(US Criminal Law) The Armed Career Criminal Act was implemented in 1984 as a response to a significant spike in gun-related crime across the United States. Commonly known as the “Three Strikes Law,” the federal legislation requires states to sentence anyone convicted under this act to a minimum of 15 years in prison. Now almost 30 years old, this federal legislation has been the recipient of considerable criticism because it enhances state laws when local prosecutors want to apply it to a particular case.
The question becomes whether the legislation is merely a prosecutorial enhancement to a primary charge or whether it should be filed as a separate offense, such as persistent felony offender charges utilized at the state level. Additionally, wording of the legislation is very vague and open to potential constitutional violations based on that language, such as the definition of a “serious drug offense.”
Purpose of the Armed Career Criminal Act
The legislation was originally written during the Reagan Administration at a time when the crime rate involving handguns was definitely on the rise. The actual trade of guns themselves was also problematic. In an effort to show that they were being “tough on crime,” Congress passed the “three strikes” law with respect to the use of a firearm in the commission of a crime. However, it has since been used to prosecute felons later found in possession of a gun that was never used in a robbery or commission of a crime.
The “violent crime” requirement has been routinely overlooked by prosecutors. The reasoning behind the legislation was sensible, but the application of the law has been largely one of overuse in potentially non-applicable cases.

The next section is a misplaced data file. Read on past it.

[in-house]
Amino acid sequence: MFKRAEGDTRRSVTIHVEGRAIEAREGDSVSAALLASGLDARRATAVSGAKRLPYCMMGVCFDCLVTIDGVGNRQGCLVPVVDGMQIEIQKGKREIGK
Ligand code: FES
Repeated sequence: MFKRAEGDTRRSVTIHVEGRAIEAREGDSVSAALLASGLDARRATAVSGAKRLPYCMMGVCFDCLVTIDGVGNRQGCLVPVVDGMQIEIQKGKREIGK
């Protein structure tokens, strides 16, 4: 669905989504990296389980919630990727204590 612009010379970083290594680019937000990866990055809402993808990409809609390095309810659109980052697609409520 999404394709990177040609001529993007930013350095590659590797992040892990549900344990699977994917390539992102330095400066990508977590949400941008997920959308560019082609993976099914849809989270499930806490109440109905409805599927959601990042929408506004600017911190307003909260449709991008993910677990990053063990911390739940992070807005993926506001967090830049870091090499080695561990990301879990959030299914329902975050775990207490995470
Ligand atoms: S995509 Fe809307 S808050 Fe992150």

Adjustments to the Law
After the Armed Career Criminal Act was enacted, the language of the bill was revamped in the following session. Congress added the wording for eligible criminals to include anyone “addicted to controlled substances” or who had been a proven “user” of a controlled substance. Additionally, illegal aliens were added to the list, along with anyone who is a “fugitive from justice.”
Possibly the most troubling of all new eligible defendant listings was the addition of mentally incompetent individuals. A mentally incompetent individual cannot be tried after being found incompetent, but the prosecutors could seek a lifetime prison sentence based on that incompetence? Almost any criminal defense attorney would advise that this loose wording added by Congress gives over-zealous prosecutors significant upward interpretational latitude in applying the law. The legislation is still potentially ripe for systemic abuse after 35 years of application.
The immediate problem with the legislation upon rewording is the obvious nature of constitutional non-governmental interference guarantees. This distinction concerning the Bill of Rights rarely gets addressed, but the Congress “guarantees” to United States residents and citizens that the government cannot interfere in their lives if any of the constitutional standards are broken by law enforcement officials. This why the oath of office for all officers of the court is to uphold the Constitution, instead of the presumed oath to protect and serve.
In addition, the law has no maximum incarceration period, so the third prosecution that even involves the possession of a gun can result in life in prison. It is clearly flawed legislation.
United States Attorney General Eric Holder has recently announced that the incarceration system will begin reviewing all sentences for prisoners with regard to the violent nature of their crimes and make release recommendation on those sentences. The overcrowding of the system can largely be directed at overuse of this legislation, even though there is currently very little concern in Congress to clarify defendant eligibility.
Catherine Harris is not a criminal defense attorney, but a freelance writer in Atlanta who is interested in the complex implications and effects of mandatory minimum sentencing on our society as a whole. She is happy to offer this post to encourage wider discussion of the Armed Career Criminal Act.